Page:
James bought a plot on the steep road that descends from Xilitla’s town plaza, where Gastélum supervised the construction of a house to his design. It evolved into a grand Modernist folly: a ground floor with patio, swimming pool, verandah and an opulent dining room, the upper storeys rising haphazardly like toy brick towers, with vertiginous spiral staircases ascending to domed crow’s nests with stained glass windows and panoramic views over the surrounding forests and mountain peaks beyond. Gastélum married a local woman and they moved into the house; their four children became James’s adopted and extended family, and on Sundays the neighbours were invited over for poolside parties.
Over the next decade or so James settled into his new life, indulging his twin passions of gardening and keeping a menagerie. He landscaped the valley of Las Pozas and planted thousands of orchids, tending them accompanied by several parrots, which perched on his head and shoulders. He travelled around Mexico collecting exotic animals, including monkeys and boa constrictors, a kinkajou and an ocelot. In Mexico City he socialised with visiting Surrealists and other artists who had fled the war in Europe. He became a patron of Leonora Carrington, who was also starting a new life there after the collapse of her romance with Max Ernst. Carrington was a frequent visitor to Xilitla, where she painted frescoes of minotaurs on the walls of the new house. He had by this time acquired one of the largest private collections of Surrealist art – not, he insisted, out of a desire to own it, but to support struggling talents. He bought several pieces from Magritte before his work was widely recognised, and from Dalí before he became stratospherically famous. Though Picasso was already wealthy, James bought a few of his paintings out of friendship (Picasso maintained that James was crazier than all the Surrealists put together).
The sculpture garden at Las Pozas wasn’t conceived until James had been living at Xilitla for fifteen years. In 1962 a freak snowstorm, the first in living memory, killed his beloved orchids and he determined to start again, this time with a project the weather couldn’t destroy. He began constructing multi-level platforms and, with Gastélum as his chief engineer, moulding concrete in abstract organic shapes modelled on the flowers and leaves that filled the valley, their arrangements inspired by the impossible architecture in the paintings of Dalí and Carrington. As the structures grew, so did his ambitions for them. One was projected to rise to eight storeys, crowned with a rotating concrete dodecahedron. There was even a plan to enclose the entire ensemble in a wire frame that would span the forest canopy, transforming the valley into a gigantic aviary.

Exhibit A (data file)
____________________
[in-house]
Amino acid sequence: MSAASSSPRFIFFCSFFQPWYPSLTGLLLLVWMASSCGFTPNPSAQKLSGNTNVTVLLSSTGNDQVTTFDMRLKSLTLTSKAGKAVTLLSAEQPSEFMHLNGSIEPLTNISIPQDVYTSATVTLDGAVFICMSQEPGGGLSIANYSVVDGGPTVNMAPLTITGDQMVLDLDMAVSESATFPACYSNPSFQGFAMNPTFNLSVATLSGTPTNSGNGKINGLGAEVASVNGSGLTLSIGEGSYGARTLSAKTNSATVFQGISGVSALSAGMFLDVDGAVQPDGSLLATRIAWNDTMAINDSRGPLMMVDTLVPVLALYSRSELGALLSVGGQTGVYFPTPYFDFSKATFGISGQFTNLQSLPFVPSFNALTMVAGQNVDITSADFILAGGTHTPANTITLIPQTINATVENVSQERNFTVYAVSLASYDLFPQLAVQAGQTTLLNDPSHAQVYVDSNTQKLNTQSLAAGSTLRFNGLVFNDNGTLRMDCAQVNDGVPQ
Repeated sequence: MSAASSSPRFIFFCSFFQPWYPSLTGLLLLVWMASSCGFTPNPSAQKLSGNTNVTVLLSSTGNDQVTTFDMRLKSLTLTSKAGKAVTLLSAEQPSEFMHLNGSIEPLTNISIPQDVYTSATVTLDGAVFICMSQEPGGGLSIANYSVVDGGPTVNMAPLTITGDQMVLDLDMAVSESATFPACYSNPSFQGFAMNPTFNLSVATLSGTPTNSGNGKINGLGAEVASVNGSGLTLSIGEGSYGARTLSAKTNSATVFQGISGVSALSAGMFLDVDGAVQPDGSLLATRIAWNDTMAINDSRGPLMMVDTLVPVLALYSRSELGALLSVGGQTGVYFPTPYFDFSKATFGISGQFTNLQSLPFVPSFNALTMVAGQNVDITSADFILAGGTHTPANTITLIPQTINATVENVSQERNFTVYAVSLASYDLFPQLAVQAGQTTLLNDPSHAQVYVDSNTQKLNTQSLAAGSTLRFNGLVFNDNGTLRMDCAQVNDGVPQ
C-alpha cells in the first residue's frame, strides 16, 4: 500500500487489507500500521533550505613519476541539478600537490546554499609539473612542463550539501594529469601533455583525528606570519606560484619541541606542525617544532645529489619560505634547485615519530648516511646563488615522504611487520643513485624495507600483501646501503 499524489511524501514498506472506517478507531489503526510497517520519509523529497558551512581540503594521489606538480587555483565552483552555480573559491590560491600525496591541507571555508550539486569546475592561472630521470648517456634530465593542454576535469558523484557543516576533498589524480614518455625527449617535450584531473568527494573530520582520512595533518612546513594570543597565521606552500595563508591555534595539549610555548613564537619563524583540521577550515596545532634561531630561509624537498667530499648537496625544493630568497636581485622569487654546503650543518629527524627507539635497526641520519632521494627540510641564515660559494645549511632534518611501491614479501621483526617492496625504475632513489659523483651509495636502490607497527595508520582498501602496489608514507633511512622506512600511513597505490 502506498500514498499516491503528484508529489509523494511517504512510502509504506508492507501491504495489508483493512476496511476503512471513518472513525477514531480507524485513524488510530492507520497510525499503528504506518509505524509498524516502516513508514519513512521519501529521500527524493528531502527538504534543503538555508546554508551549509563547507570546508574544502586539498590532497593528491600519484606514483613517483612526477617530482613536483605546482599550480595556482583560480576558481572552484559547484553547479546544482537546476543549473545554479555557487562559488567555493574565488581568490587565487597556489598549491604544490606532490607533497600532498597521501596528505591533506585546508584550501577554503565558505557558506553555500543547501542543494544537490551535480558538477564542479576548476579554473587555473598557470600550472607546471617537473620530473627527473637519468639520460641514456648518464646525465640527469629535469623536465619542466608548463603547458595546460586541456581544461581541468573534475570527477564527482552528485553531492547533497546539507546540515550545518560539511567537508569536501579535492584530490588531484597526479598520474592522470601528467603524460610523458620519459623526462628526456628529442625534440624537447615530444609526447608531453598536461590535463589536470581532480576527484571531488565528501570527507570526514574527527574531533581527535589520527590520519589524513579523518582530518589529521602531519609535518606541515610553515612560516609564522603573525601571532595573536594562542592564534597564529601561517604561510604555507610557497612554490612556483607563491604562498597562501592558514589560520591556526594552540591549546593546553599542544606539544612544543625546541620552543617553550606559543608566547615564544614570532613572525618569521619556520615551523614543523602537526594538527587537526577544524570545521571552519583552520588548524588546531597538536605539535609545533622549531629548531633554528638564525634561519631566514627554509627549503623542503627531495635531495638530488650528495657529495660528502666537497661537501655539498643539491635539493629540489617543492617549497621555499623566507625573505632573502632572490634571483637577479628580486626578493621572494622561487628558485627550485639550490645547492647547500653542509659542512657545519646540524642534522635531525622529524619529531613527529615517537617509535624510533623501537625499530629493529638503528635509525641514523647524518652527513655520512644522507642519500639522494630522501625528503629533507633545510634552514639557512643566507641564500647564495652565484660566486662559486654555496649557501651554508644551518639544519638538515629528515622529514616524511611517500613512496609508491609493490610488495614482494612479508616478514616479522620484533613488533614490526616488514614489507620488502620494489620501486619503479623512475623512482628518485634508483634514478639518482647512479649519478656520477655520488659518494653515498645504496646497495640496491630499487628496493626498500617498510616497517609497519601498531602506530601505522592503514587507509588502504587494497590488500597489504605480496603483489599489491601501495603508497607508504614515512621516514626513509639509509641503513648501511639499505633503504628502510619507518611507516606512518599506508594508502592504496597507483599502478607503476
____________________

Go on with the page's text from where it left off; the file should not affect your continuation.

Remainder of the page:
James was filmed in the late 1970s, striding round Las Pozas in a sweater and a tattered dressing-gown, surmounted by parrots (The Secret Life of Edward James can be seen on YouTube). When asked what motivated him, he replied: ‘Pure megalomania!’ He was having his second childhood, he said, though he wasn’t sure the first had ever ended. The structures evolved continually. Concrete was the perfect material for this kind of freewheeling construction: poured into wooden moulds it could be used to create an endless series of duplicated shapes and motifs. Workers were cheap and plentiful, and before long Las Pozas was employing all of the available workforce in the area, and Xilitla became noticeably richer than neighbouring towns. James had found his perfect art form, grandiose and pointless: architecture liberated from the usual imperatives of form and function. The structures became known as ‘The House with Three Storeys that Might Be Five’ or ‘The House Destined to Be a Cinema’, working titles frozen in permanent incompleteness.
As the project became all-consuming, James divested himself of his past life. In 1964 he sold his art collection, ploughing the money into his jungle folly. He transferred the estate at West Dean to a foundation that ran it as a craft college, teaching gilding, calligraphy and clock repair. He continued to build at Las Pozas until his death in 1984, after which it was bequeathed to the Gastélum family. It remains his lasting monument and a source of pride to many Mexicans. When I visited in January, it was thronged with visitors from Mexico City and the resorts of the Gulf coast. It’s still a major local employer: jungle parks require constant maintenance. Age has helped the concrete blend into its surroundings, the surfaces softened with leprous blotches of lichen and the corners wreathed in tangled vines and ivy. Its incompleteness now looks deliberate, an open-ended engagement with the landscape that inspired its creation.